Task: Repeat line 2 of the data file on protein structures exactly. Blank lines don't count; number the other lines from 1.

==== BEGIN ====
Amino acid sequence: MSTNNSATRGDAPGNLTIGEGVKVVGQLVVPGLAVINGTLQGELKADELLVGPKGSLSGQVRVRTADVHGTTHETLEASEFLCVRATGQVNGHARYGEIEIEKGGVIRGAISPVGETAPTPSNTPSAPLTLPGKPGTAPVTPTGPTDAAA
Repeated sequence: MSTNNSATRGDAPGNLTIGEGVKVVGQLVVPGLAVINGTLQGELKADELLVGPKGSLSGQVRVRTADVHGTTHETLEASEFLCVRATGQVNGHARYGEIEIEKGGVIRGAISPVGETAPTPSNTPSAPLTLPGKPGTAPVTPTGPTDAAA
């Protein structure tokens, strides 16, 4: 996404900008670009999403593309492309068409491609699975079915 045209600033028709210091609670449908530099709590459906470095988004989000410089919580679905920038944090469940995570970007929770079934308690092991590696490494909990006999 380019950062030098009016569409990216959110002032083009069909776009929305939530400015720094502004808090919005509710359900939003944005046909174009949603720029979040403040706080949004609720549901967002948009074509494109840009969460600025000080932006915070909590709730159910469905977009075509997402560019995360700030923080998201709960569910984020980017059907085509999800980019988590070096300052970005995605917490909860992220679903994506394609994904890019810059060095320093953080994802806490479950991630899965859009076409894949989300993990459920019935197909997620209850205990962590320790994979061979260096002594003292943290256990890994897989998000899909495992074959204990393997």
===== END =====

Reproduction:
Repeated sequence: MSTNNSATRGDAPGNLTIGEGVKVVGQLVVPGLAVINGTLQGELKADELLVGPKGSLSGQVRVRTADVHGTTHETLEASEFLCVRATGQVNGHARYGEIEIEKGGVIRGAISPVGETAPTPSNTPSAPLTLPGKPGTAPVTPTGPTDAAA